Posts Tagged ‘Ronald Reagan’

OLIVER SACKS FINDS SOME PEOPLE THAT REAGAN CAN’T FOOL

Was Ronald Reagan unique among politicians in his ability to fool people with normal brains, but not so much those with brain damage? It would be interesting to test that. – Ilene 

Courtesy of Paul Slansky at Dangerous Minds

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In his 1986 New York Times best-seller The Man Who Mistook His Wife for a Hat, an examination of various bizarre neurological disorders, Oliver Sacks provided an account of oppositely impaired patients – aphasiacs, who can’t understand spoken words but do take in information from extra-verbal cues, and tonal agnosiacs, who understand the actual words but miss their emotional content – watching a speech by President Reagan.

“It was the grimaces, the histrionisms, the false gestures and, above all, the false tones and cadences of the voice,” wrote Sacks, which caused the word-deaf aphasiacs to laugh hysterically at the Great Communicator, while one agnosiac, relying entirely on the actual words, sat in stony silence, concluding that “he is not cogent … his word-use is improper” and suspecting that “he has something to conceal.”

“Here then,” wrote Sacks, “was the paradox of the President’s speech.  We normals – aided, doubtless, by our wish to be fooled, were indeed well and truly fooled … And so cunningly was deceptive word-use combined with deceptive tone, that only the brain-damaged remained intact, undeceived.”

Excerpted from the “Reagan Centennial Edition” of my 1989 book The Clothes Have No Emperor, available here as an enhanced eBook. 


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The Big Things That Matter

The Big Things That Matter

Courtesy of PAUL CRAIG ROBERTS writing at CounterPunch

I write about major problems:  the collapsing US economy, wars based on lies and deception, the police state based on “the war on terror” and other fabrications such as those orchestrated by corrupt police and prosecutors, who boost their performance reports by convicting the innocent, and so on.  America is a very distressing place. The fact that so many Americans are taken in by the lies told by “their” government makes America all the more depressing.

Often, however, it is small annoyances that waste Americans’ time and drive up blood pressures. One of the worst things that ever happened to Americans was the breakup of the AT&T telephone monopoly. As Assistant Secretary of the US Treasury in 1981, if 150 per cent of my time and energy had not been required to cure stagflation in the face of opposition from Wall Street and Fed Chairman Paul Volcker, I might have been able to prevent the destruction of the best communications service in the world, and one that was very inexpensive to customers.

The assistant attorney general in charge of the “anti-trust case” against AT&T called me to ask if Treasury had an interest in how the case was resolved.  I went to Treasury Secretary Don Regan and told him that although my conservative and libertarian friends thought that the breakup of At&T was a great idea, their opinion was based entirely in ideology and that the practical effect would not be good for widows and orphans who had a blue chip stock to see them through life or for communications customers as deregulated communications would give the multiple communications corporations different interests than those of the customers. Under the regulated regime, AT&T was allowed a reasonable rate of return on its investment, and to stay out of trouble with regulators AT&T provided excellent and inexpensive service.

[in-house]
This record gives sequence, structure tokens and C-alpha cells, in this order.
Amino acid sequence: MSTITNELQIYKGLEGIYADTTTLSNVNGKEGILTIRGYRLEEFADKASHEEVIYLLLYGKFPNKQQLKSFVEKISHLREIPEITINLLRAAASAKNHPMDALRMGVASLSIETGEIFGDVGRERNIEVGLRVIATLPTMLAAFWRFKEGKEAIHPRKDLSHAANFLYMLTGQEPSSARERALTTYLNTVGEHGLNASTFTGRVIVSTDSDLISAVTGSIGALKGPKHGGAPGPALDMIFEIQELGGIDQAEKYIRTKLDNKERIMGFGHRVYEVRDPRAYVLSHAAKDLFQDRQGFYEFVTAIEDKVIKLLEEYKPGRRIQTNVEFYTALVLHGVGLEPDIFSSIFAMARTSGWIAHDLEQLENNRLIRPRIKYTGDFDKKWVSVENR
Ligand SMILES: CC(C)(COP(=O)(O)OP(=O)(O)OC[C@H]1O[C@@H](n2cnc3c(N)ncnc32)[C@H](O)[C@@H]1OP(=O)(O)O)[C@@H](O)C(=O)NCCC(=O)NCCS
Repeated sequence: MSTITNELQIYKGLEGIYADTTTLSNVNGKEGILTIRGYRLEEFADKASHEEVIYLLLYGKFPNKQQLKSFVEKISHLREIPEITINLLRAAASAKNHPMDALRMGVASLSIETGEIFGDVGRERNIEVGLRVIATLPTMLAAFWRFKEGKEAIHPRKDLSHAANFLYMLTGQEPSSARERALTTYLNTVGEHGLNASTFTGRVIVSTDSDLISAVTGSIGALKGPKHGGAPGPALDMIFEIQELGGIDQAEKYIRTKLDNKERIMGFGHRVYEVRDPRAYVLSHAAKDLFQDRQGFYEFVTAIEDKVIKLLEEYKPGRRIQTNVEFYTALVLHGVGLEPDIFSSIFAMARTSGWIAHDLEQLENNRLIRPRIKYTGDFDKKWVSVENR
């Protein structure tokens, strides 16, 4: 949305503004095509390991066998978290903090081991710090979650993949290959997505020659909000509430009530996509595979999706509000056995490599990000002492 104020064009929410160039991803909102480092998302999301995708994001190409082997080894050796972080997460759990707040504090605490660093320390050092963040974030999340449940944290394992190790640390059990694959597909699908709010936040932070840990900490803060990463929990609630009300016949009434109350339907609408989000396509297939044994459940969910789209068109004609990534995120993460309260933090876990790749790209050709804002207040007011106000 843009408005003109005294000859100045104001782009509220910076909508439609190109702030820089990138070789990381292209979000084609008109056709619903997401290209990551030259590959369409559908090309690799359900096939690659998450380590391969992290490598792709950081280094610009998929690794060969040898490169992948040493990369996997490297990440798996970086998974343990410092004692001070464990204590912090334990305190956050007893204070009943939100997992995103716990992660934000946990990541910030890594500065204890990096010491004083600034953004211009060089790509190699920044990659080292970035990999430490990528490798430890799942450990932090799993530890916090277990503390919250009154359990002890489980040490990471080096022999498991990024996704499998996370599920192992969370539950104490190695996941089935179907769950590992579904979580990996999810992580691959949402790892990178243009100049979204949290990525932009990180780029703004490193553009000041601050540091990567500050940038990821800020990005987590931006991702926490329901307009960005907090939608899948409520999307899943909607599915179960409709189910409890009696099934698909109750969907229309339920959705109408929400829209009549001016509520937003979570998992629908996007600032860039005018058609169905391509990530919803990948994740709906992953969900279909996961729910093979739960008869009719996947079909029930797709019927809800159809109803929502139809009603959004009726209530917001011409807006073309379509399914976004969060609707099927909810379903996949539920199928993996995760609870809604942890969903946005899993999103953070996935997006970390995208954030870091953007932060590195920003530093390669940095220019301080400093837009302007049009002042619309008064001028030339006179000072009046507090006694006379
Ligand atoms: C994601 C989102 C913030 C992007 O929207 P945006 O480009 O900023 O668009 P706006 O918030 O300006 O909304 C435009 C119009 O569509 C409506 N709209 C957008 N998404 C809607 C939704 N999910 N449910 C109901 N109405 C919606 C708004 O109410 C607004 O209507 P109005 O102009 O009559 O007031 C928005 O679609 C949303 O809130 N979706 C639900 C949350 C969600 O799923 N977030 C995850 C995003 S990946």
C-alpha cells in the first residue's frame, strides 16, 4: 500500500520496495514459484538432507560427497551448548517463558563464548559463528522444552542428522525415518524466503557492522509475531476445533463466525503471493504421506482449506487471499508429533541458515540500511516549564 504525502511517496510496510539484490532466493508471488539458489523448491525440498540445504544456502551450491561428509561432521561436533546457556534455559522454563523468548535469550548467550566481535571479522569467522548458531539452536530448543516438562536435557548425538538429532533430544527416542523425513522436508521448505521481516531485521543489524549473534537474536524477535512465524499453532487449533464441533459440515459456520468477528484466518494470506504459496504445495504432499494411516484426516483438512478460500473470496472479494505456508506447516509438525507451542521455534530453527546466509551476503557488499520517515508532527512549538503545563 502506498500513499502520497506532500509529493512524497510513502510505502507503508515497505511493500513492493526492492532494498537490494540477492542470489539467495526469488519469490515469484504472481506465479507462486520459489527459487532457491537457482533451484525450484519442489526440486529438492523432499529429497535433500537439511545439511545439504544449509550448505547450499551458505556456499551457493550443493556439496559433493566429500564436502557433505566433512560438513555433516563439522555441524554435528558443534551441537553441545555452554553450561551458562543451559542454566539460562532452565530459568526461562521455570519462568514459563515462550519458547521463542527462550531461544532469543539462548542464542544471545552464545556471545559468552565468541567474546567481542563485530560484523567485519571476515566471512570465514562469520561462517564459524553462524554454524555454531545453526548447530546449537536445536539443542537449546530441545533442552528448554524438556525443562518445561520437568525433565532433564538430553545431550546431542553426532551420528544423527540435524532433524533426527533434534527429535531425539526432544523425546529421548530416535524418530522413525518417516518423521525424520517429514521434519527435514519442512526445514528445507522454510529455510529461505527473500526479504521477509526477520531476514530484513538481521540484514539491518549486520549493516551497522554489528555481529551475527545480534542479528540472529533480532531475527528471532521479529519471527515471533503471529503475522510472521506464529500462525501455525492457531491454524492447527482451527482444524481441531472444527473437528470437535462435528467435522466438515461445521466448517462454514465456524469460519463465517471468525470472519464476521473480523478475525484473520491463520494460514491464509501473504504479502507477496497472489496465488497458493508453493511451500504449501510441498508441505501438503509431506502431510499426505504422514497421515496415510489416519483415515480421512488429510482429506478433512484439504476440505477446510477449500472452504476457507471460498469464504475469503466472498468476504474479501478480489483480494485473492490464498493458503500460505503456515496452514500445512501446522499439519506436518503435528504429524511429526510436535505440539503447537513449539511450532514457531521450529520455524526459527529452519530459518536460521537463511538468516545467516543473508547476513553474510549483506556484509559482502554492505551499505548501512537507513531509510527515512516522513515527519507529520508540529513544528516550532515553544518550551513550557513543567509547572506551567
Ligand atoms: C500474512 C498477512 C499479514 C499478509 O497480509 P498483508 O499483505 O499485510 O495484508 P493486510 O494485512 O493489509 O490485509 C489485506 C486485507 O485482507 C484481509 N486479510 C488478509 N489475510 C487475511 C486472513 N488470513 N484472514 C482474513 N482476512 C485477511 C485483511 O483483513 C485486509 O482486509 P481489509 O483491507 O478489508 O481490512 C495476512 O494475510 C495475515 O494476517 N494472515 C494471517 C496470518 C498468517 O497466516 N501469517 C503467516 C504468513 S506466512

Secretary Regan reminded me of my memo to him detailing that Treasury was going to have a hard time getting President Reagan’s economic program, directed at curing the stagflation that had wrecked President Carter’s presidency, out of the Reagan administration.  The budget director, David Stockman, and his chief economist, Larry Kudlow, had lined up against it following the wishes of Wall Street, and the White House Chief of Staff James Baker and his deputy Richard Darman were representatives of VP…
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Reagan insider: ‘GOP destroyed U.S. economy’

Reagan insider: ‘GOP destroyed U.S. economy’

Commentary: How: Gold. Tax cuts. Debts. Wars. Fat Cats. Class gap. No fiscal discipline

Courtesy of Paul B Farrell, JD, PhD at Wall Street WARZONE

Originally published at MarketWatch  

ARROYO GRANDE, Calif. (MarketWatch) — "How my G.O.P. destroyed the U.S. economy." Yes, that is exactly what David Stockman, President Ronald Reagan’s director of the Office of Management and Budget, wrote in a recent New York Times op-ed piece, "Four Deformations of the Apocalypse."

Get it? Not "destroying." The GOP has already "destroyed" the U.S. economy, setting up an "American Apocalypse."

Jobs recovery could take years

In the wake of Friday’s disappointing jobs report, Neal Lipschutz and Phil Izzo discuss new predictions that it could be many years before the nation’s unemployment rate reaches pre-recession levels.

Yes, Stockman is equally damning of the Democrats’ Keynesian policies. But what this indictment by a party insider — someone so close to the development of the Reaganomics ideology — says about America, helps all of us better understand how America’s toxic partisan-politics "holy war" is destroying not just the economy and capitalism, but the America dream. And unless this war stops soon, both parties will succeed in their collective death wish.